Everglades Coalition wrapped up its 30th annual conference in Key Largo this past weekend. A panel discussion Saturday revealed that Florida’s endangered panthers are actually growing in numbers.
There are now between 100 and 180 panthers mainly south of the Caloosahatchee River that flows west past Fort Myers into the Gulf of Mexico. That number was updated this past April. Before that, it was between 100 and 160.
"So more panthers obviously means more potential conflict," says Jennifer Korn, Florida panther specialist and also a panelist for the discussion.
Korn refers to "conflict" like panthers hunting livestock from private landowners. There’s an easy solution to that -- pen up the livestock at night and make sure there’s a roof.
But there’s another clash between panthers and humans. Exactly 25 panthers were recorded killed on Florida roads in 2014. Korn says that’s the highest number of road kills they’ve ever seen.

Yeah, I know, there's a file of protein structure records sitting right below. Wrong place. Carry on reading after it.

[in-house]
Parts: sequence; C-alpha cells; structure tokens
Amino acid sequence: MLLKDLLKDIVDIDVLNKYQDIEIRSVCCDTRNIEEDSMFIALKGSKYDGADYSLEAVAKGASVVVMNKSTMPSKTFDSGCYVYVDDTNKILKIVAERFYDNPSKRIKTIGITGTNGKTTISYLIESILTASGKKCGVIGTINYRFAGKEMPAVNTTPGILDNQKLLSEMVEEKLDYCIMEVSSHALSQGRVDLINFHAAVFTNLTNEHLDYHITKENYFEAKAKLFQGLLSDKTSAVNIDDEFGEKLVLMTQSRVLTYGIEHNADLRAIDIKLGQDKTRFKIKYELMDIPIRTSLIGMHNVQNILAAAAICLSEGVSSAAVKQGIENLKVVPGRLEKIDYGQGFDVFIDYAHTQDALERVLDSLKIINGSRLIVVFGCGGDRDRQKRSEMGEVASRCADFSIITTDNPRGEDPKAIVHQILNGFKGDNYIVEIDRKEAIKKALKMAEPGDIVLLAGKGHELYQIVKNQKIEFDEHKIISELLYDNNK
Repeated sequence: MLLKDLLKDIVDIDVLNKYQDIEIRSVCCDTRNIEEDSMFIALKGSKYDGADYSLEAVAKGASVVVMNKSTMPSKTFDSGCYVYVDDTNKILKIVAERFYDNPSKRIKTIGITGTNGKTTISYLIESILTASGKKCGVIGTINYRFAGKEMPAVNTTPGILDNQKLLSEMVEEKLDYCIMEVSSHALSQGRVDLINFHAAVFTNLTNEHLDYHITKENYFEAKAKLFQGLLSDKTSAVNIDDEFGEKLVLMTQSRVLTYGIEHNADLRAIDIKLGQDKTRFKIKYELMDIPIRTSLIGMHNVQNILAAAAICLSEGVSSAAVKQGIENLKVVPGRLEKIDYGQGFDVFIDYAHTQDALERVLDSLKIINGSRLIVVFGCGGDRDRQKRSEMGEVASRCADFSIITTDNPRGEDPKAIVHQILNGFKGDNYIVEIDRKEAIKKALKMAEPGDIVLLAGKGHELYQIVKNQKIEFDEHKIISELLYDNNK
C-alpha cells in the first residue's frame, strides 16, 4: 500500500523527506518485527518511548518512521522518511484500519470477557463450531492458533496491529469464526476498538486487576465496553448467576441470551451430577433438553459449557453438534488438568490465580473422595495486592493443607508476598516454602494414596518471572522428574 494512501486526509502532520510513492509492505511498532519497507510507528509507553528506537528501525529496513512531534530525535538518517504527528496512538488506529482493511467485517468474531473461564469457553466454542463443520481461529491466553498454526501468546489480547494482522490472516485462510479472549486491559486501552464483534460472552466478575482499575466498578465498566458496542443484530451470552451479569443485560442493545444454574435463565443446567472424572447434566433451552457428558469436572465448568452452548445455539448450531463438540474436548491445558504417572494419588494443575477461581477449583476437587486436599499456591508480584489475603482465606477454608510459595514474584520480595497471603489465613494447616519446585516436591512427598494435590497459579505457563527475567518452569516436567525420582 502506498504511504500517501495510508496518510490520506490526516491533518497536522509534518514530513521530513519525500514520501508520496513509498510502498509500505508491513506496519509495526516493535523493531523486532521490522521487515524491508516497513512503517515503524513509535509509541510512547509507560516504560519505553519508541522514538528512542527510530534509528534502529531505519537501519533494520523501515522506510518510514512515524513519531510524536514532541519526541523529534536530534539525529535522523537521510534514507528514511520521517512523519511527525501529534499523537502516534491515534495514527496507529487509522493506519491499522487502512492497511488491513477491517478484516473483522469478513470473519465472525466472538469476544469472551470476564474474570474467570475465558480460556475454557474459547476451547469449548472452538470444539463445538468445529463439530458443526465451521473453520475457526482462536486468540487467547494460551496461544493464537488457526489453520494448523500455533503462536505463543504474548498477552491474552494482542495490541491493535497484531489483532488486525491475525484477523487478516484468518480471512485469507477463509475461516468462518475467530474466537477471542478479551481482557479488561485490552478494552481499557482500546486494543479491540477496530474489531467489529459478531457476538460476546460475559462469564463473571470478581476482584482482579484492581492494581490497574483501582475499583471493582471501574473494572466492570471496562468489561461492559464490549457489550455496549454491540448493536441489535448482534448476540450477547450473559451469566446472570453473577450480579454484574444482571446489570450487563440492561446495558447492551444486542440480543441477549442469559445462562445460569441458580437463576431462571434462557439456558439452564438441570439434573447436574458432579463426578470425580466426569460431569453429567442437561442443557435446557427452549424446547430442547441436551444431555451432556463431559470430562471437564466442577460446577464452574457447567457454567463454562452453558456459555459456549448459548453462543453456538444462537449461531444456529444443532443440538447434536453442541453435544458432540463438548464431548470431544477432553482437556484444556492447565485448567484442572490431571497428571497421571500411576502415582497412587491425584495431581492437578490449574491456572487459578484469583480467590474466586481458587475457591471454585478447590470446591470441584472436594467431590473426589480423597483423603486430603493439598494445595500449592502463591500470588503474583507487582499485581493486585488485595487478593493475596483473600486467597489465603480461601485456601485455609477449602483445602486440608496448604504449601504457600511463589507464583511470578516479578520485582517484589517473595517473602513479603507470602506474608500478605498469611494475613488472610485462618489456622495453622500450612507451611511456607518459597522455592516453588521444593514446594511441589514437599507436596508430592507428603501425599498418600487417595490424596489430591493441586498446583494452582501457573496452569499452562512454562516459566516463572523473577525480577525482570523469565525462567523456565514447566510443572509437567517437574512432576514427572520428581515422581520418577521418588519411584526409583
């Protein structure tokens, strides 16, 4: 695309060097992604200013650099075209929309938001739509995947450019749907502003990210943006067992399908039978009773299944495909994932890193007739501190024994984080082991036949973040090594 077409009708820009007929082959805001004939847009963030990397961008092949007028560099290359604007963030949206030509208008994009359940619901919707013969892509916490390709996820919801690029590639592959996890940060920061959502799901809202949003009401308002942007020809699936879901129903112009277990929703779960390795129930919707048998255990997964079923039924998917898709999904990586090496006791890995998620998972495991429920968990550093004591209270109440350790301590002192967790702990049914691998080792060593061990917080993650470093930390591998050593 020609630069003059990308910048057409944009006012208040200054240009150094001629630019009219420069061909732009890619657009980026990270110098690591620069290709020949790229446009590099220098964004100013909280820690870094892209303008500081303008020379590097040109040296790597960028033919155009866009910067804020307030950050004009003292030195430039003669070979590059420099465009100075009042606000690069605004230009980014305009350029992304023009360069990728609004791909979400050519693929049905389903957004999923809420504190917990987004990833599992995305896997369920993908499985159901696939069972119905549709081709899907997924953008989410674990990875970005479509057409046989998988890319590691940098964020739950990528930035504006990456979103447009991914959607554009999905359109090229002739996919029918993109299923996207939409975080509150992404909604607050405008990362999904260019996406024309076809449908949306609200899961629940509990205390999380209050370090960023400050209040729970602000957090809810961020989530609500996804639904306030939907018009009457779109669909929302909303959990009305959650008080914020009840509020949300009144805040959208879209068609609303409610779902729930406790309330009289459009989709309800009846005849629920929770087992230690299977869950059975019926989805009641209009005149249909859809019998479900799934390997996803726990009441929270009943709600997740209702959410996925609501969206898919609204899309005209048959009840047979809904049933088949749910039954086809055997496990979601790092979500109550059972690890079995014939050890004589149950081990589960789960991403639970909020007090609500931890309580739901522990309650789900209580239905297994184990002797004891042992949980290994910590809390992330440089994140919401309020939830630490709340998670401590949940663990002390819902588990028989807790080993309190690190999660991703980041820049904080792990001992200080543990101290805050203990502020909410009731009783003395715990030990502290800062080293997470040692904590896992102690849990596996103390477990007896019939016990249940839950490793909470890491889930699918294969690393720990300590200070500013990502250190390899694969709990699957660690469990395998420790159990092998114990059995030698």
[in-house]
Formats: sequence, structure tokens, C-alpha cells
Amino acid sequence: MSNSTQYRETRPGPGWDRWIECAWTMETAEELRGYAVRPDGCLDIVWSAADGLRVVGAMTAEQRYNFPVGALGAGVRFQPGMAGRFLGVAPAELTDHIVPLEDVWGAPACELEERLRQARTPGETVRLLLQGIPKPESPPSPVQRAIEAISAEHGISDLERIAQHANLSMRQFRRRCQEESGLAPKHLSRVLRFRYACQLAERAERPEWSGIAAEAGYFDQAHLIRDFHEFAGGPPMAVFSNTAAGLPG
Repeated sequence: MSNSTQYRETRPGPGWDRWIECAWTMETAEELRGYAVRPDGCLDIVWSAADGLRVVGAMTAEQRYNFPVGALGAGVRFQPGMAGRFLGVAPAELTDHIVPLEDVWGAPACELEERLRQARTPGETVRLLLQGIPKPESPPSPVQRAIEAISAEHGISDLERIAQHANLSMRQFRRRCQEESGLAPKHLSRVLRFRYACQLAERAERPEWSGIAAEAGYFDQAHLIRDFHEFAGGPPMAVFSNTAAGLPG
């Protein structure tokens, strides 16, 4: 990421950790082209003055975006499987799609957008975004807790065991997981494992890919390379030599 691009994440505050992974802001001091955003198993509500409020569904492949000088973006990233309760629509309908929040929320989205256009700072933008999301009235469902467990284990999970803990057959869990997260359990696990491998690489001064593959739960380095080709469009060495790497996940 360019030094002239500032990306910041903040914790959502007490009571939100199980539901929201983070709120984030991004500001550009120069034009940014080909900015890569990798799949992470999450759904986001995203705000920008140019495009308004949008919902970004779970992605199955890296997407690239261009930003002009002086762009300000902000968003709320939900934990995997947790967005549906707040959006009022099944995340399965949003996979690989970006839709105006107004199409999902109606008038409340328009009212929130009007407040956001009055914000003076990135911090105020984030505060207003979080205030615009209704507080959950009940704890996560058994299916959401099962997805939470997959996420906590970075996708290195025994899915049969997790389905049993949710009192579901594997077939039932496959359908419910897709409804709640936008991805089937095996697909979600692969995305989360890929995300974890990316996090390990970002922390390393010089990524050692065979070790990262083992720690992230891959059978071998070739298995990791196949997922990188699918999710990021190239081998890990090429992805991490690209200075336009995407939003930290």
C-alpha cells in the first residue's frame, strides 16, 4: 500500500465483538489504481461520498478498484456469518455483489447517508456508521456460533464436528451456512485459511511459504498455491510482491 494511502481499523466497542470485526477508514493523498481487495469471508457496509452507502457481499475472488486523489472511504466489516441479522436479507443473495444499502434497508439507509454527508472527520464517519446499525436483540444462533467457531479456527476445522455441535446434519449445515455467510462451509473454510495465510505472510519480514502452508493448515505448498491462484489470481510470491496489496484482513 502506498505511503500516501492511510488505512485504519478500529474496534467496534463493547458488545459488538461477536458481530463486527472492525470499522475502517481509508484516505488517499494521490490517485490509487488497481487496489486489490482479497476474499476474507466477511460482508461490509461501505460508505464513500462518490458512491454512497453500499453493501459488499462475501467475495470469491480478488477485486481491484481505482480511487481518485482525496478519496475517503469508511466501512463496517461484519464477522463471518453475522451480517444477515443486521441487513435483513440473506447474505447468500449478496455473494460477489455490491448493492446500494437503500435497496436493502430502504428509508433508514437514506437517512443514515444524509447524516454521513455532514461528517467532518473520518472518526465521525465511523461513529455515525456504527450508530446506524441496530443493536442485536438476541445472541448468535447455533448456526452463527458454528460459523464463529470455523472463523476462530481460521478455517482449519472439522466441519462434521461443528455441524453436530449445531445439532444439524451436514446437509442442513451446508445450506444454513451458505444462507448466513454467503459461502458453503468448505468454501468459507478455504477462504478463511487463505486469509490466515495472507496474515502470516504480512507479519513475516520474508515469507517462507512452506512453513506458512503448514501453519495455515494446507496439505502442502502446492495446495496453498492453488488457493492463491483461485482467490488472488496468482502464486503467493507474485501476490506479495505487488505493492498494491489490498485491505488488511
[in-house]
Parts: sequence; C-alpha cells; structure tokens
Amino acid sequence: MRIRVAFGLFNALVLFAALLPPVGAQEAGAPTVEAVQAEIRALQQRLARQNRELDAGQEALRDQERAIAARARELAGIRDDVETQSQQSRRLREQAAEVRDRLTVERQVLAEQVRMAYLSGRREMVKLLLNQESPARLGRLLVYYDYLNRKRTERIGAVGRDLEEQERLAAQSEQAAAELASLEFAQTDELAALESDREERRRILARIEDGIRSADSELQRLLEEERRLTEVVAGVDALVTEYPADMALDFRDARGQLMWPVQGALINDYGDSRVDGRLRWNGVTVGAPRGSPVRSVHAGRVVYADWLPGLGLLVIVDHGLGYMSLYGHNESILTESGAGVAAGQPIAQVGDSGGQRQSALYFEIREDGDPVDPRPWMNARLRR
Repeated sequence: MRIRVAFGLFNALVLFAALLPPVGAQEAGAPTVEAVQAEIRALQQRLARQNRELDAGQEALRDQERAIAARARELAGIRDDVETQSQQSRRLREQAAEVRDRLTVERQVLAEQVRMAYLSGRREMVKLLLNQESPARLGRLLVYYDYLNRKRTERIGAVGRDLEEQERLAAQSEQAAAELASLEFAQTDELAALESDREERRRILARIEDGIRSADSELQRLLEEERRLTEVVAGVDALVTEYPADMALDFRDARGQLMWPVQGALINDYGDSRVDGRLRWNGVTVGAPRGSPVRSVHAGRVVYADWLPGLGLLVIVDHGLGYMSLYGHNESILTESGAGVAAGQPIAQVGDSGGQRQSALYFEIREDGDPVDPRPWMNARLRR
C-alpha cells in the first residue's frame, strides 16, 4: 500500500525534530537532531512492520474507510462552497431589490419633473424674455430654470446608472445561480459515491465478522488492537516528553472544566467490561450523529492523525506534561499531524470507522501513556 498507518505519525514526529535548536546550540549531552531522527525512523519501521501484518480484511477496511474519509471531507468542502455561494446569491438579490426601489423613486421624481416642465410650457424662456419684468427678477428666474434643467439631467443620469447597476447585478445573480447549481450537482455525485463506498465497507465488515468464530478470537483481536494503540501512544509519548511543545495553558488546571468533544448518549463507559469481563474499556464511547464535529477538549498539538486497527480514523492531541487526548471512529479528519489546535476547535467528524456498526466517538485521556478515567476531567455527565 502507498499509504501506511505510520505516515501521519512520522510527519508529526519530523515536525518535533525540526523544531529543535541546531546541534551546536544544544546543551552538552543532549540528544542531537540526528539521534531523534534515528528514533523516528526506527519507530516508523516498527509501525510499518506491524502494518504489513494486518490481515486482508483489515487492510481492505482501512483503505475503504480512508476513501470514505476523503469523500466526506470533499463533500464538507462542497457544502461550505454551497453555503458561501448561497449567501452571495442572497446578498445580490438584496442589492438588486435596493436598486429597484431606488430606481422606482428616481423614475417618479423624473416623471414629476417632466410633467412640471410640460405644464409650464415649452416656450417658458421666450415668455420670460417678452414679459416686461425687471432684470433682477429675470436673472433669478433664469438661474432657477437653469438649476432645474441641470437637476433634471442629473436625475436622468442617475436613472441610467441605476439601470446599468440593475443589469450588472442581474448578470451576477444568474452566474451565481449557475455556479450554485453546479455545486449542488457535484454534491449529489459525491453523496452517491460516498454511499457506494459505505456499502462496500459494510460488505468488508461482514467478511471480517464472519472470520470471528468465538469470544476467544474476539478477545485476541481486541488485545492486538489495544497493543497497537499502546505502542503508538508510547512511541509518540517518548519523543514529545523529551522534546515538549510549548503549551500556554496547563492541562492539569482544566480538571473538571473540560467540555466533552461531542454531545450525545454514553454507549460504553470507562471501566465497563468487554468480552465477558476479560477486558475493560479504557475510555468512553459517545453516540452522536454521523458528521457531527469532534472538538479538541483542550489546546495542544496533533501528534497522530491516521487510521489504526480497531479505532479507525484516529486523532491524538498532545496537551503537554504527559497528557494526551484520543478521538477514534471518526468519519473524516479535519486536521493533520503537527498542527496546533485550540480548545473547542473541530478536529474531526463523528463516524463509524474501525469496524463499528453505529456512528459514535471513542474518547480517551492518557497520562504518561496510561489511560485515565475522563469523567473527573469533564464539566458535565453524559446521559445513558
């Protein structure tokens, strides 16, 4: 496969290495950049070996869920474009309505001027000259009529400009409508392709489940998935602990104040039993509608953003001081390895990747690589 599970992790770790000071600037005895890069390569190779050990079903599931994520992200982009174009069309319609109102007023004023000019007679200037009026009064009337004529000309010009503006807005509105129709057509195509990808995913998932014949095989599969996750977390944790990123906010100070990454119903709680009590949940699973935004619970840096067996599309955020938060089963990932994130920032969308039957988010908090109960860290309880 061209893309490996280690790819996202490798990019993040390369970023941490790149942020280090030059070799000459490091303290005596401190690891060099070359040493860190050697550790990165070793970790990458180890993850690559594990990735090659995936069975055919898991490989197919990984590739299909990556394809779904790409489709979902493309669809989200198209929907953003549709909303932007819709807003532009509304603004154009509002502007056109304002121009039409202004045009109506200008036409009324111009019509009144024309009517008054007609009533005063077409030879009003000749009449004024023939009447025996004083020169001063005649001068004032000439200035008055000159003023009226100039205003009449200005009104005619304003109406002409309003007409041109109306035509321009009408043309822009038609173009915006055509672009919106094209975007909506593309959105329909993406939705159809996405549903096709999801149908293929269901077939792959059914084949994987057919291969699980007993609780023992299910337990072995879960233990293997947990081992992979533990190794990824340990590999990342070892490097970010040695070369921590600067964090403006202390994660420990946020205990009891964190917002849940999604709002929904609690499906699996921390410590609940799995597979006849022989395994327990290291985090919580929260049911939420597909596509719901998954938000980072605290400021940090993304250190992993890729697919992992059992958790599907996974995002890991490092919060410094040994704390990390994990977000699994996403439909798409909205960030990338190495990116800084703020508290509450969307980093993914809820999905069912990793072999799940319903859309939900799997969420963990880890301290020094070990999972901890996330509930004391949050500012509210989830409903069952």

"We're seeing a lot of these road kills happening that don't have overpasses or underpasses yet," she says. "So if we can create new wildlife crossings, that would be a big deal."
“Alligator” Ron Bergeron was a panelist beside Korn. He’s on the Florida Fish and Wildlife Conservation Commission. Bergeron also owns an 8,000-acre ranch in Hendry County where he encounters deer, turkeys, hogs, bears and an occasional panther.
"We've had very few collisions with panthers on Alligator Alley because it was constructed properly with underpasses and fencing," says Bergeron.
For now, the goal is to move the Florida panthers north of the Caloosahatchee River using underpasses and overpasses that link conservation lands together.
The panelists hope to see progress within the next 10 years.
Recovery to get Florida panthers down-listed from "endangered" to "threatened" would require two populations of 240 cats, according to the panel.